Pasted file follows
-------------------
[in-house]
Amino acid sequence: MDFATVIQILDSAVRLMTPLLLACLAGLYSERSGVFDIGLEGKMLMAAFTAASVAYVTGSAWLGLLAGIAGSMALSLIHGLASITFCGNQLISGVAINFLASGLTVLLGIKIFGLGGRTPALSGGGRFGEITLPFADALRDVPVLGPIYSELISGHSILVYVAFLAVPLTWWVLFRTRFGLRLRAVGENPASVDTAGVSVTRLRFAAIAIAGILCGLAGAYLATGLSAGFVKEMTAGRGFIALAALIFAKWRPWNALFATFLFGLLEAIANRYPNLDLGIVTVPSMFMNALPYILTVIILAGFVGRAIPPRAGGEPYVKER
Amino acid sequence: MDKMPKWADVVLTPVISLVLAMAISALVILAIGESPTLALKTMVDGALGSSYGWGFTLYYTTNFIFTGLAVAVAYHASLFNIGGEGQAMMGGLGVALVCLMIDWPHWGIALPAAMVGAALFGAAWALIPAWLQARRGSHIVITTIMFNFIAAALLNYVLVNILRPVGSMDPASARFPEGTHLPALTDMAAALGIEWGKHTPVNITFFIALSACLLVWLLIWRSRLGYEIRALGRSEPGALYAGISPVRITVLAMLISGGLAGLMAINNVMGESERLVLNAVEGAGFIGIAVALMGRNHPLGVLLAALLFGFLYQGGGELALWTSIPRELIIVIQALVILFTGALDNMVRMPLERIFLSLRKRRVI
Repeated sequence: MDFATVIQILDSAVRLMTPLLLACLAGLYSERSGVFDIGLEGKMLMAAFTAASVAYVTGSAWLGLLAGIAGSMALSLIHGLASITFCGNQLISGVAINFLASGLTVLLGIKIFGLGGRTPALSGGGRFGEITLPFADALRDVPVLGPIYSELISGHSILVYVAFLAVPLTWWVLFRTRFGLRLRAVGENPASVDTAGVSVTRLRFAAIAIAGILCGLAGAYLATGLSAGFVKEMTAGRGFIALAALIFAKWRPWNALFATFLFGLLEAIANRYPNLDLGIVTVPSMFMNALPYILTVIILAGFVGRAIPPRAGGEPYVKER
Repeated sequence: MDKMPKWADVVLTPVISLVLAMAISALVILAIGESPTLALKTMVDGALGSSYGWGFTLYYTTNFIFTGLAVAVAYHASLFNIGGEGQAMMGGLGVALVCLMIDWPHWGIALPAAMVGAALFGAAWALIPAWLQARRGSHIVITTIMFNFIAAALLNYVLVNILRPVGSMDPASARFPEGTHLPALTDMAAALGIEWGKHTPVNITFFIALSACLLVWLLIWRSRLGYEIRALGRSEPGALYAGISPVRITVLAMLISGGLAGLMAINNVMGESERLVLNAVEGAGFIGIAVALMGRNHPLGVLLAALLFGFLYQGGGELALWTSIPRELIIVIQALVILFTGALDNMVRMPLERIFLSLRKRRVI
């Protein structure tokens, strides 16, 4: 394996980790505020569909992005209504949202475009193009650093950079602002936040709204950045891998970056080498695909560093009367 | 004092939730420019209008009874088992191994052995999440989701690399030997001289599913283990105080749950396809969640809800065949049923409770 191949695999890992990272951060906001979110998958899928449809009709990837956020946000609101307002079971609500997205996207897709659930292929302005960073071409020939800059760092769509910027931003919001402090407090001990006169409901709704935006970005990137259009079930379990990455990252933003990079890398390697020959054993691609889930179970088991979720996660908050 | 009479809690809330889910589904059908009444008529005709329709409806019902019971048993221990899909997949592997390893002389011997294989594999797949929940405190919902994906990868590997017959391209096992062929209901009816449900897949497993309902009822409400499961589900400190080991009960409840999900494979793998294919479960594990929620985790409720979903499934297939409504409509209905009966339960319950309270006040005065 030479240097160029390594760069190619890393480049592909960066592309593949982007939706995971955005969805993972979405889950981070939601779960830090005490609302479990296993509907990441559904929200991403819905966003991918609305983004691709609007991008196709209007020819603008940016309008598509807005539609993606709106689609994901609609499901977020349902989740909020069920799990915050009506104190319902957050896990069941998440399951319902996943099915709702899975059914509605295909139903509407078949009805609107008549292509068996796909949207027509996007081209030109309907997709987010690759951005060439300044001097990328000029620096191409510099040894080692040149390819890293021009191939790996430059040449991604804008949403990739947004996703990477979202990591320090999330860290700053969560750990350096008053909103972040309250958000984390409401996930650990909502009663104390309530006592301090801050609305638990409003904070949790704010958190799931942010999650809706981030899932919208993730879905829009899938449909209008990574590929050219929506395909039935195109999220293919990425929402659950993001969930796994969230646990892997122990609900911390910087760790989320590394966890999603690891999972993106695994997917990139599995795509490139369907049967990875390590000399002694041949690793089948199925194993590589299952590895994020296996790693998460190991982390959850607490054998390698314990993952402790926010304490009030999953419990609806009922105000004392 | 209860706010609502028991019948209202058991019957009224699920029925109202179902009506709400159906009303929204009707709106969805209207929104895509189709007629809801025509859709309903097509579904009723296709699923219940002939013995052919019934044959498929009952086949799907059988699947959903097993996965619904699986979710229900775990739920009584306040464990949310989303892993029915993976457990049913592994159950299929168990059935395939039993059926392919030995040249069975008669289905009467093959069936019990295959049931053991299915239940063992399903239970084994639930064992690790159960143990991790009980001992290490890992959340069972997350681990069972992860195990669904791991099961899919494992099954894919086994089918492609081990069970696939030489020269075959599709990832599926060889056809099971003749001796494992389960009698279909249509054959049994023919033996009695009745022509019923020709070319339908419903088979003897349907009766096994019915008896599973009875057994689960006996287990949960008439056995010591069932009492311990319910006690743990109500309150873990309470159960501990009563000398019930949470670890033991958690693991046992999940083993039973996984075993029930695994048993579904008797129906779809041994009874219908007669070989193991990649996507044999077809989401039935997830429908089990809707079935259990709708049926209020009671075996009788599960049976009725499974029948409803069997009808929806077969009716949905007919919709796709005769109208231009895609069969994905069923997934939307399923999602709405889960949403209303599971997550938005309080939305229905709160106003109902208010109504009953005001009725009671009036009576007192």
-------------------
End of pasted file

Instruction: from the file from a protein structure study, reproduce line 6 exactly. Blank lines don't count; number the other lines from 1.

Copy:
């Protein structure tokens, strides 16, 4: 394996980790505020569909992005209504949202475009193009650093950079602002936040709204950045891998970056080498695909560093009367 | 004092939730420019209008009874088992191994052995999440989701690399030997001289599913283990105080749950396809969640809800065949049923409770 191949695999890992990272951060906001979110998958899928449809009709990837956020946000609101307002079971609500997205996207897709659930292929302005960073071409020939800059760092769509910027931003919001402090407090001990006169409901709704935006970005990137259009079930379990990455990252933003990079890398390697020959054993691609889930179970088991979720996660908050 | 009479809690809330889910589904059908009444008529005709329709409806019902019971048993221990899909997949592997390893002389011997294989594999797949929940405190919902994906990868590997017959391209096992062929209901009816449900897949497993309902009822409400499961589900400190080991009960409840999900494979793998294919479960594990929620985790409720979903499934297939409504409509209905009966339960319950309270006040005065 030479240097160029390594760069190619890393480049592909960066592309593949982007939706995971955005969805993972979405889950981070939601779960830090005490609302479990296993509907990441559904929200991403819905966003991918609305983004691709609007991008196709209007020819603008940016309008598509807005539609993606709106689609994901609609499901977020349902989740909020069920799990915050009506104190319902957050896990069941998440399951319902996943099915709702899975059914509605295909139903509407078949009805609107008549292509068996796909949207027509996007081209030109309907997709987010690759951005060439300044001097990328000029620096191409510099040894080692040149390819890293021009191939790996430059040449991604804008949403990739947004996703990477979202990591320090999330860290700053969560750990350096008053909103972040309250958000984390409401996930650990909502009663104390309530006592301090801050609305638990409003904070949790704010958190799931942010999650809706981030899932919208993730879905829009899938449909209008990574590929050219929506395909039935195109999220293919990425929402659950993001969930796994969230646990892997122990609900911390910087760790989320590394966890999603690891999972993106695994997917990139599995795509490139369907049967990875390590000399002694041949690793089948199925194993590589299952590895994020296996790693998460190991982390959850607490054998390698314990993952402790926010304490009030999953419990609806009922105000004392 | 209860706010609502028991019948209202058991019957009224699920029925109202179902009506709400159906009303929204009707709106969805209207929104895509189709007629809801025509859709309903097509579904009723296709699923219940002939013995052919019934044959498929009952086949799907059988699947959903097993996965619904699986979710229900775990739920009584306040464990949310989303892993029915993976457990049913592994159950299929168990059935395939039993059926392919030995040249069975008669289905009467093959069936019990295959049931053991299915239940063992399903239970084994639930064992690790159960143990991790009980001992290490890992959340069972997350681990069972992860195990669904791991099961899919494992099954894919086994089918492609081990069970696939030489020269075959599709990832599926060889056809099971003749001796494992389960009698279909249509054959049994023919033996009695009745022509019923020709070319339908419903088979003897349907009766096994019915008896599973009875057994689960006996287990949960008439056995010591069932009492311990319910006690743990109500309150873990309470159960501990009563000398019930949470670890033991958690693991046992999940083993039973996984075993029930695994048993579904008797129906779809041994009874219908007669070989193991990649996507044999077809989401039935997830429908089990809707079935259990709708049926209020009671075996009788599960049976009725499974029948409803069997009808929806077969009716949905007919919709796709005769109208231009895609069969994905069923997934939307399923999602709405889960949403209303599971997550938005309080939305229905709160106003109902208010109504009953005001009725009671009036009576007192």